To borrow some language from The E-myth Revisited, it’s not enough to be a Technician. You have to be an Entrepreneur, or what I call, a Boss. (Because being a Boss sounds much cooler. Very retro.)

Because freelancing is a REAL BUSINESS. Don’t believe me? I have yet another infographic for you.

Not a Real Business - Freelancers
Infographic by International Freelancers Day. (Click for larger image)

That infographic (small though the survey pool might be) ought to go a long way towards convincing you what an outstanding business model freelancing is. You’re relatively insulated from economic downturns, you set your rates and your hours, and you can delegate or outsource to others when you get busy.

Who Am I to call Myself a Business Owner?

You ARE a business owner. That’s as much qualification as you need. Any possible objections you have probably have data to destroy them.

There is nothing wrong with you; certainly nothing that will prevent you from succeeding in business.

Hopefully with the facts on your side, you’ll be able to shut up that nasty little voice inside your head.

Not a Real Business - kitties
I promised kitties. Thanks for reading all this way.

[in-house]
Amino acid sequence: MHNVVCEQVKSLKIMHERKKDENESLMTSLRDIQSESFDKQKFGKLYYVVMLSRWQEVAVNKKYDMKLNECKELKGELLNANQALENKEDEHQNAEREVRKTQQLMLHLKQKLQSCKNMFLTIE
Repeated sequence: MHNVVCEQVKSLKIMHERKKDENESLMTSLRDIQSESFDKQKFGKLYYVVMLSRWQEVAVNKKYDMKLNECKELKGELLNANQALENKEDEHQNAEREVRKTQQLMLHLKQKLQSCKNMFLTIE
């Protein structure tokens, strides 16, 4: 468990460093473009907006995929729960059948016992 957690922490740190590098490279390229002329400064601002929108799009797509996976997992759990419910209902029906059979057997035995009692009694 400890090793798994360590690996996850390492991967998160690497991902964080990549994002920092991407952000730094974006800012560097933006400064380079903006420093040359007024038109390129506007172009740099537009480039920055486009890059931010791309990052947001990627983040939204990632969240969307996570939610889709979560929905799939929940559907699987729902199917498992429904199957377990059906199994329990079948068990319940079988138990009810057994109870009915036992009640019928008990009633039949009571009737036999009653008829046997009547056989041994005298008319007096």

Tell me, what was the most surprising fact you learned from all these infographics?


11 thoughts on “Think You’re Not A “Real” Business Owner? Think Again.”

  1. Hmm, most surprising thing I learned? Interestingly enough, it is that I appear not to be swayed by statistics 🙂 I spent the entire article going “Oh, interesting!” and “Huh!” in a totally detached, this-doesn’t-apply-to-me sort of way. Amazing how quickly my brain said “Cool! For all of those people. Too bad you aren’t one of them.” But then, I’ve generally always been hard to convince with cold, hard facts.
    Aside from that, I’m completely shocked by how many businesses have no (or almost no) employees. That’s nuts!!

  2. Most, if not all of humans have a confidence problem. It’s not just your clients, Shanna.
    Lost in these pretty pictures and stats is the impact of people like me and you (you know, businesses with zero employees). Separate to our contribution to GDP, how do we assess our cultural, intellectual, environmental, or other types of impact? Because being your own boss is awesome, but I didn’t become an entrepreneur to be my own boss (OK, maybe I did … a little). I became a business of one to make a much bigger and better impact on my own than I could in my large corporation. 
    Do you have any infographics or stats on the results of all us groovy little business guys and gals?

  3. erinkurup What? You mean sheer logic isn’t enough to sway you!? No worries. It’s only a place to start. The first thing to do when tackling a problem is to determine whether it’s internal or external. How much the stats are able to sway you, however, is a personal psychology thing. 
    Crazy right? The most frustrating thing is the variation in how people define businesses. The SBA reports 5.73 million businesses in all of the U.S. in the first image, then almost 30 million in the second. They have to have used different definitions for each of the surveys (assuming the infographics reporting is accurate.) So although I’m not going to swear the numbers are totally accurate, I think the point of “a lot of businesses are just like you” is upheld.